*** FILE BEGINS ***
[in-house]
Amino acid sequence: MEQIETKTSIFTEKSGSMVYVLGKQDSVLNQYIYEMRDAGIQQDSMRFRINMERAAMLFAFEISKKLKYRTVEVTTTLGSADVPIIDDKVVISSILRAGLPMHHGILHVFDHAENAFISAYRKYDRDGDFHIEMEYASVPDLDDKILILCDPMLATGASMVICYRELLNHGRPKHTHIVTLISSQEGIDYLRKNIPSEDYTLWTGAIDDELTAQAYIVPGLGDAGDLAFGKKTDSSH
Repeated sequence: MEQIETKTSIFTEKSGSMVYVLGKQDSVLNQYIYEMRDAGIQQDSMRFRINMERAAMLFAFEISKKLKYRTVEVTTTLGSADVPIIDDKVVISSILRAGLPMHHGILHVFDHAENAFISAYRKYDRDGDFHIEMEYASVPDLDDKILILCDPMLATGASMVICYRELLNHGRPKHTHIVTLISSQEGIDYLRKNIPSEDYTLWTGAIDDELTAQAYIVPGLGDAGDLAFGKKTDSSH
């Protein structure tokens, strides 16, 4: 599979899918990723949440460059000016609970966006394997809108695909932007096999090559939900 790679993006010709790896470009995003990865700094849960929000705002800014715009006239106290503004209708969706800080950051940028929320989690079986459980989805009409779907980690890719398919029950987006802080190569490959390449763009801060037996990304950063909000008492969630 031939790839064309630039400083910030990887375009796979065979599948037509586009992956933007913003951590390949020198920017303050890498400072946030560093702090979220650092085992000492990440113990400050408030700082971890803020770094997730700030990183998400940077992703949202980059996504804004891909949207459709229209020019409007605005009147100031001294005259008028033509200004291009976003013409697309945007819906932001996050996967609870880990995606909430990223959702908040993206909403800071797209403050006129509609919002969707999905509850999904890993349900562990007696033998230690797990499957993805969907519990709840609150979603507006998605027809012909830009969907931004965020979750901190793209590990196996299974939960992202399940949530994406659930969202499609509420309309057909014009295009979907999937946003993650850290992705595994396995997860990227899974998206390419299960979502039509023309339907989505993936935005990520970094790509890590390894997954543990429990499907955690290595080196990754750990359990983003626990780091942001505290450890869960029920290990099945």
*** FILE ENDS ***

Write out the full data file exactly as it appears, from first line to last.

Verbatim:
[in-house]
Amino acid sequence: MEQIETKTSIFTEKSGSMVYVLGKQDSVLNQYIYEMRDAGIQQDSMRFRINMERAAMLFAFEISKKLKYRTVEVTTTLGSADVPIIDDKVVISSILRAGLPMHHGILHVFDHAENAFISAYRKYDRDGDFHIEMEYASVPDLDDKILILCDPMLATGASMVICYRELLNHGRPKHTHIVTLISSQEGIDYLRKNIPSEDYTLWTGAIDDELTAQAYIVPGLGDAGDLAFGKKTDSSH
Repeated sequence: MEQIETKTSIFTEKSGSMVYVLGKQDSVLNQYIYEMRDAGIQQDSMRFRINMERAAMLFAFEISKKLKYRTVEVTTTLGSADVPIIDDKVVISSILRAGLPMHHGILHVFDHAENAFISAYRKYDRDGDFHIEMEYASVPDLDDKILILCDPMLATGASMVICYRELLNHGRPKHTHIVTLISSQEGIDYLRKNIPSEDYTLWTGAIDDELTAQAYIVPGLGDAGDLAFGKKTDSSH
């Protein structure tokens, strides 16, 4: 599979899918990723949440460059000016609970966006394997809108695909932007096999090559939900 790679993006010709790896470009995003990865700094849960929000705002800014715009006239106290503004209708969706800080950051940028929320989690079986459980989805009409779907980690890719398919029950987006802080190569490959390449763009801060037996990304950063909000008492969630 031939790839064309630039400083910030990887375009796979065979599948037509586009992956933007913003951590390949020198920017303050890498400072946030560093702090979220650092085992000492990440113990400050408030700082971890803020770094997730700030990183998400940077992703949202980059996504804004891909949207459709229209020019409007605005009147100031001294005259008028033509200004291009976003013409697309945007819906932001996050996967609870880990995606909430990223959702908040993206909403800071797209403050006129509609919002969707999905509850999904890993349900562990007696033998230690797990499957993805969907519990709840609150979603507006998605027809012909830009969907931004965020979750901190793209590990196996299974939960992202399940949530994406659930969202499609509420309309057909014009295009979907999937946003993650850290992705595994396995997860990227899974998206390419299960979502039509023309339907989505993936935005990520970094790509890590390894997954543990429990499907955690290595080196990754750990359990983003626990780091942001505290450890869960029920290990099945």